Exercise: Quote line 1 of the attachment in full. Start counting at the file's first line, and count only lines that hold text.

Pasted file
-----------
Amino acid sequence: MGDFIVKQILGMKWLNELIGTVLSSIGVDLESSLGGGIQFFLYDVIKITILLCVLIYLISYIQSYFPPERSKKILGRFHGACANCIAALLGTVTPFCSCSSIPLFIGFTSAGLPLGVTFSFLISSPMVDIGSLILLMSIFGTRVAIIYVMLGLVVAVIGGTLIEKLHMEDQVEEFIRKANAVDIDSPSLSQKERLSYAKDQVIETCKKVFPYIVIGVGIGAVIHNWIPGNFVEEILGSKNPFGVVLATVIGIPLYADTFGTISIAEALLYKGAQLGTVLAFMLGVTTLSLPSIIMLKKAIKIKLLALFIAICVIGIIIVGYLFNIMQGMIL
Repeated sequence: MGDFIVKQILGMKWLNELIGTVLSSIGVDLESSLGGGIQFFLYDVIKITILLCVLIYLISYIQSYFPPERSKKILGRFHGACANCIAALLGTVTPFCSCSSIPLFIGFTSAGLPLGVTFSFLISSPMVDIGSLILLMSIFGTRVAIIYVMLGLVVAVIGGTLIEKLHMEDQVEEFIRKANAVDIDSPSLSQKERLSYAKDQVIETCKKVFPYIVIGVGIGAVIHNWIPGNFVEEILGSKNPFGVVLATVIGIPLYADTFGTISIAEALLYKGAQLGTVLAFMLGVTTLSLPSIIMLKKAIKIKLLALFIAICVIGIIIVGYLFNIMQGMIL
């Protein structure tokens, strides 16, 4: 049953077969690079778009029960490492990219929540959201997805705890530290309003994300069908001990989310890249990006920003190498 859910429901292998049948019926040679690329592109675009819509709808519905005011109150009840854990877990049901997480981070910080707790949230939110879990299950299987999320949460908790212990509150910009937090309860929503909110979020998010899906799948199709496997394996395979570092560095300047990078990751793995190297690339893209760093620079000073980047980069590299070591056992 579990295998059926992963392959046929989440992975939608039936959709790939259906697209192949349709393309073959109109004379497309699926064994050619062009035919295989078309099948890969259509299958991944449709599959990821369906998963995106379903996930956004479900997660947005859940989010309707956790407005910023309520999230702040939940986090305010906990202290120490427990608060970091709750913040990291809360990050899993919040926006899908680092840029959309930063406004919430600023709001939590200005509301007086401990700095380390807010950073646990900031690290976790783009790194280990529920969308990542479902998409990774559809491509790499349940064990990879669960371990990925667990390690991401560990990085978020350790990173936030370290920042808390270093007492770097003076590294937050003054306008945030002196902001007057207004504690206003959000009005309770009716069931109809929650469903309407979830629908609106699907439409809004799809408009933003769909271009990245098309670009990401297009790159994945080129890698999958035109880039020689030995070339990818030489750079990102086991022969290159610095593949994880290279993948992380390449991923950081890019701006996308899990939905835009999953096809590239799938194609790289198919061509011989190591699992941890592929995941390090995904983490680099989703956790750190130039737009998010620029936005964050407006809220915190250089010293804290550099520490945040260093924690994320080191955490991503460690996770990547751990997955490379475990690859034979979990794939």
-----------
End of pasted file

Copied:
Amino acid sequence: MGDFIVKQILGMKWLNELIGTVLSSIGVDLESSLGGGIQFFLYDVIKITILLCVLIYLISYIQSYFPPERSKKILGRFHGACANCIAALLGTVTPFCSCSSIPLFIGFTSAGLPLGVTFSFLISSPMVDIGSLILLMSIFGTRVAIIYVMLGLVVAVIGGTLIEKLHMEDQVEEFIRKANAVDIDSPSLSQKERLSYAKDQVIETCKKVFPYIVIGVGIGAVIHNWIPGNFVEEILGSKNPFGVVLATVIGIPLYADTFGTISIAEALLYKGAQLGTVLAFMLGVTTLSLPSIIMLKKAIKIKLLALFIAICVIGIIIVGYLFNIMQGMIL